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Agency

Journal of Northeast Texas Archaeology

DOI

https://doi.org/10.21112/.ita.2015.1.24

Abstract

Toledo Bend Reservoir is one of the largest artificial lakes in the United States and the largest reservoir in the South. The lake is approximately 65 miles long and contains over 1200 miles of shoreline in both Louisiana and Texas. Construction began in 1964 with completion of the power plant, with the subsequent filling of the lake in 1969. Archaeological investigations at Toledo Bend Reservoir on the Sabine River and tributaries in both Louisiana and Texas took place primarily took during the 1960s, with survey and excavations, sometimes of a very limited nature by the University of Texas (UT) and Southern Methodist University (SMU). Girard has continued archaeological investigations along the Louisiana side of the reservoir, however, focusing particularly on work at the James Pace site.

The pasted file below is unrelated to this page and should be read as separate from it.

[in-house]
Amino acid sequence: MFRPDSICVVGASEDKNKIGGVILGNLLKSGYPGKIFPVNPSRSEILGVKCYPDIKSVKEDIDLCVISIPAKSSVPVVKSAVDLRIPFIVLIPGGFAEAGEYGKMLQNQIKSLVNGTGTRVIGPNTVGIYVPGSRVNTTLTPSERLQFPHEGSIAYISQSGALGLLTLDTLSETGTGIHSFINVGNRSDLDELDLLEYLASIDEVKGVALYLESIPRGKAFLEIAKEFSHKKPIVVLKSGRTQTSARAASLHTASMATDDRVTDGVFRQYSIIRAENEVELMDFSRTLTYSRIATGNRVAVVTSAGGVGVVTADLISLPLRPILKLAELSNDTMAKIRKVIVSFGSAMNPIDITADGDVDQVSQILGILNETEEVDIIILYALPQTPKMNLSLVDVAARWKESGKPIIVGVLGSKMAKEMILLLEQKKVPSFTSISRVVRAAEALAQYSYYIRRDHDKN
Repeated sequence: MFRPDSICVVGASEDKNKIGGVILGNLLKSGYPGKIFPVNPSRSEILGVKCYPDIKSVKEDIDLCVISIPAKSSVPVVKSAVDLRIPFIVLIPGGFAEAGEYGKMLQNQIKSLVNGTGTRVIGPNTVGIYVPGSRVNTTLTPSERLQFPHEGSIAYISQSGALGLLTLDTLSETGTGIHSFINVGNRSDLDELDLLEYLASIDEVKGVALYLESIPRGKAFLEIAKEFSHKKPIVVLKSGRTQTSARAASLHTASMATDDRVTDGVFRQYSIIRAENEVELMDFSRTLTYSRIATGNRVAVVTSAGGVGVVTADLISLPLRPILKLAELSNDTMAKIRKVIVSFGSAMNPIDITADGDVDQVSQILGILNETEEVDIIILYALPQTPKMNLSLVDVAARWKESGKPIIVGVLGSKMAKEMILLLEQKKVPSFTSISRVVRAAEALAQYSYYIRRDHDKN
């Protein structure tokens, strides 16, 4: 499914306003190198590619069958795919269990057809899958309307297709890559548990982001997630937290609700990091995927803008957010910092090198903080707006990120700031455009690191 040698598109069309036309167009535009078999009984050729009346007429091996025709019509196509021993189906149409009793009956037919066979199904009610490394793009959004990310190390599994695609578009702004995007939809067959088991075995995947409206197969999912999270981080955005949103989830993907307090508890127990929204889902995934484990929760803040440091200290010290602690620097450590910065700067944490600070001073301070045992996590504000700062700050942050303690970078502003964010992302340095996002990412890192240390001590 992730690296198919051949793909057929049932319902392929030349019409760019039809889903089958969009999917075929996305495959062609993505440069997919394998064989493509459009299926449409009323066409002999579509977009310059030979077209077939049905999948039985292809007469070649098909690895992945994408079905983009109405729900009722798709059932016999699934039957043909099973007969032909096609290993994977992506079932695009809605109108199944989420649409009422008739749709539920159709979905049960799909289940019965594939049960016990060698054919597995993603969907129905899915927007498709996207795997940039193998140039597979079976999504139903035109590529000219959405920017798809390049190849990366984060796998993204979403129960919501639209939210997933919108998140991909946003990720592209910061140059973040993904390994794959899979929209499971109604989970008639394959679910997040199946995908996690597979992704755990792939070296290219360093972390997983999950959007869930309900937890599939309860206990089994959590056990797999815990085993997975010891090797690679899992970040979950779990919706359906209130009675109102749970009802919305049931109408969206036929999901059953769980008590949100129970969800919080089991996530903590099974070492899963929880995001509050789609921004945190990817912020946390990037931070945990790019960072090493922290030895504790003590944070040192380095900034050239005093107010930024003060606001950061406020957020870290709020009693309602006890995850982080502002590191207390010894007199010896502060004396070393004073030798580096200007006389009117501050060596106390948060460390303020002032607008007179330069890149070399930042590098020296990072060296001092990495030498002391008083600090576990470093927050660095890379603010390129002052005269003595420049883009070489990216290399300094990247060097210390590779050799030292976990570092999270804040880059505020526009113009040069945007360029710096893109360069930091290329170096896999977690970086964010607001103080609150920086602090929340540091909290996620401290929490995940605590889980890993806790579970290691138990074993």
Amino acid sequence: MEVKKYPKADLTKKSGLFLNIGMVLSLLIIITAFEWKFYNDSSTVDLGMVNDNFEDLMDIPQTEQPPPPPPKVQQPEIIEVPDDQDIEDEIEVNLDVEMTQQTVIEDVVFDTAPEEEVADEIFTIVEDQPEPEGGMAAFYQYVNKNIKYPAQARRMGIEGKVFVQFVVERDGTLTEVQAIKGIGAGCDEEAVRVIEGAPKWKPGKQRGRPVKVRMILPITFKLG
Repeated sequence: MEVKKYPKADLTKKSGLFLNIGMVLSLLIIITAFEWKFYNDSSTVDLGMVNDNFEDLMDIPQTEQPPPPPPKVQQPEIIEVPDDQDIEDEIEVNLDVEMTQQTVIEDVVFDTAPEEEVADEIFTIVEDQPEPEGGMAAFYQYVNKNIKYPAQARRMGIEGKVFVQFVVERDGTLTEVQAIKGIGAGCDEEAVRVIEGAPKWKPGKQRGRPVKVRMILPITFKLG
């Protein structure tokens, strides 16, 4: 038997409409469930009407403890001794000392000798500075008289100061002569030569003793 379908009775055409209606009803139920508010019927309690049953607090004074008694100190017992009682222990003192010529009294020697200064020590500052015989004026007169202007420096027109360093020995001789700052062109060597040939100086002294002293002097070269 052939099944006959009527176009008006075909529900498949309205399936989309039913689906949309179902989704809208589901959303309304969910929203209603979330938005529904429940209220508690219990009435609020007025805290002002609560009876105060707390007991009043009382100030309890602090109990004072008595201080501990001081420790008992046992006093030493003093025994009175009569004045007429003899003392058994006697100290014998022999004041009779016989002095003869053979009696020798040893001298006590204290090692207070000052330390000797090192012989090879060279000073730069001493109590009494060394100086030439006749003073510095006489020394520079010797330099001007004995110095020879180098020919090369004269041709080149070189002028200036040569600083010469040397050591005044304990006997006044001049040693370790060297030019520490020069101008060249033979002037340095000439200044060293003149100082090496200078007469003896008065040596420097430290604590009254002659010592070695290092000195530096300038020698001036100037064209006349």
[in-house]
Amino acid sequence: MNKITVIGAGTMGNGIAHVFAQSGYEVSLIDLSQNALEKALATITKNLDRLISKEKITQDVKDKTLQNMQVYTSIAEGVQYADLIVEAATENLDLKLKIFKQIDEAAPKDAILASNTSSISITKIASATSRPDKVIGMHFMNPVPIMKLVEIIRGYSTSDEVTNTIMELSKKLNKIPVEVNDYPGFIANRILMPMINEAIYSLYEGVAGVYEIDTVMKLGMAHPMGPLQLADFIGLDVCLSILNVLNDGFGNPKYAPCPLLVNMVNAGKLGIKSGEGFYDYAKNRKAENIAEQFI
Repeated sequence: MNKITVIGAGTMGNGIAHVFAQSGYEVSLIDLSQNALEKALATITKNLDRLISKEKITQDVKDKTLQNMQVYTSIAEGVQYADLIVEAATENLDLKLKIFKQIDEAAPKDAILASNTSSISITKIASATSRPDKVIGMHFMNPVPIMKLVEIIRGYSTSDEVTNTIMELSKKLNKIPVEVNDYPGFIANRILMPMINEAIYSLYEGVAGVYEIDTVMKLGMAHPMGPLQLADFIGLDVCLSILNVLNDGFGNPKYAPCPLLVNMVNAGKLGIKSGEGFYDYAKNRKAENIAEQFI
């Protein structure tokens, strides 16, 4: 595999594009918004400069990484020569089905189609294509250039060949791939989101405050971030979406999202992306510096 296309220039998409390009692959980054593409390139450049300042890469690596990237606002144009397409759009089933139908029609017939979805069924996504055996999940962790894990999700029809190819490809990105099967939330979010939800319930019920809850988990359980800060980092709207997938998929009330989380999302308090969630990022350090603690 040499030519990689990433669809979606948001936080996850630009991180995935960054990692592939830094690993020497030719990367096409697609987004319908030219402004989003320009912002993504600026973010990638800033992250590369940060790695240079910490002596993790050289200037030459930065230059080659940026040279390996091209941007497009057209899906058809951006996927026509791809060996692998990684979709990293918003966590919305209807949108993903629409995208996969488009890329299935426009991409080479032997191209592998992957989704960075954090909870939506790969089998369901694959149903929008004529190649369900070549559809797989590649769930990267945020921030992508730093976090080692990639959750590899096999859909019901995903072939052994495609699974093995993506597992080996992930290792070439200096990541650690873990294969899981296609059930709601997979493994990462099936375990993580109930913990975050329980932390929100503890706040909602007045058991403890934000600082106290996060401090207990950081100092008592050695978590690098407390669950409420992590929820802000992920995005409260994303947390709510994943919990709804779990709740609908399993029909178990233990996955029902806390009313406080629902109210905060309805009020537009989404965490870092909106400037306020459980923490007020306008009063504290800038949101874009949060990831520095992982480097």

In this article we review the nature of the material culture assemblage of the Woodland and Caddo sites at Toledo Bend Reservoir based on the collections at the Texas Archeological Research Laboratory at The University of Texas at Austin (TARL). This consists of ceramic and/or lithic artifacts from 76 different sites in Louisiana and Texas. We have also examined ceramic vessels from Woodland and Caddo burial features at several Toledo Bend Reservoir sites. Our purpose in re-examining the TARL collections from the Toledo Bend Reservoir is to better understand and characterize the material culture assemblages (primarily decorated ceramic sherds) from sites that date between ca. 2500 years B.P. and the late 17th-early 18th century A.D., particularly in light of questions concerning the cultural affiliation and cultural taxonomic relationships of the ancestral Caddo sites in this part of East Texas and western Louisiana.

Creative Commons License

Creative Commons Attribution 4.0 License
This work is licensed under a Creative Commons Attribution 4.0 License.

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